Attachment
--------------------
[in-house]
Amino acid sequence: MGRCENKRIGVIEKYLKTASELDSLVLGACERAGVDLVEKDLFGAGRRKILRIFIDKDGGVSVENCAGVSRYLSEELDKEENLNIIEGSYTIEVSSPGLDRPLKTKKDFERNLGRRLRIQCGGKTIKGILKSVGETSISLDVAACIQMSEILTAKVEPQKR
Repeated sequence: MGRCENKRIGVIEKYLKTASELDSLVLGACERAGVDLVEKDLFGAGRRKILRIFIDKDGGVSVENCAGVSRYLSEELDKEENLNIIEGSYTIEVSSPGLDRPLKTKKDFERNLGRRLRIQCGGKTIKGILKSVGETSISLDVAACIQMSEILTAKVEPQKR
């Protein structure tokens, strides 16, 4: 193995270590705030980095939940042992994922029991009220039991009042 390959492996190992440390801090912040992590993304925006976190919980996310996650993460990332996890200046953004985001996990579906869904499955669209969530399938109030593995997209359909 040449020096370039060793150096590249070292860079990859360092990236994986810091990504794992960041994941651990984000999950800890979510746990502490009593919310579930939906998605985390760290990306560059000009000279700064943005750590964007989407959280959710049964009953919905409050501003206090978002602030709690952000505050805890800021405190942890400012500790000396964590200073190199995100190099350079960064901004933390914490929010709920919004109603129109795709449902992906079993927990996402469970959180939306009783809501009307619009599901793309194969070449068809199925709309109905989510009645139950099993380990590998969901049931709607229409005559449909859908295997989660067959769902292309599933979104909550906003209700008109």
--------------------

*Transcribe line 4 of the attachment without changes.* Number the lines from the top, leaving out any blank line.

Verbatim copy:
């Protein structure tokens, strides 16, 4: 193995270590705030980095939940042992994922029991009220039991009042 390959492996190992440390801090912040992590993304925006976190919980996310996650993460990332996890200046953004985001996990579906869904499955669209969530399938109030593995997209359909 040449020096370039060793150096590249070292860079990859360092990236994986810091990504794992960041994941651990984000999950800890979510746990502490009593919310579930939906998605985390760290990306560059000009000279700064943005750590964007989407959280959710049964009953919905409050501003206090978002602030709690952000505050805890800021405190942890400012500790000396964590200073190199995100190099350079960064901004933390914490929010709920919004109603129109795709449902992906079993927990996402469970959180939306009783809501009307619009599901793309194969070449068809199925709309109905989510009645139950099993380990590998969901049931709607229409005559449909859908295997989660067959769902292309599933979104909550906003209700008109």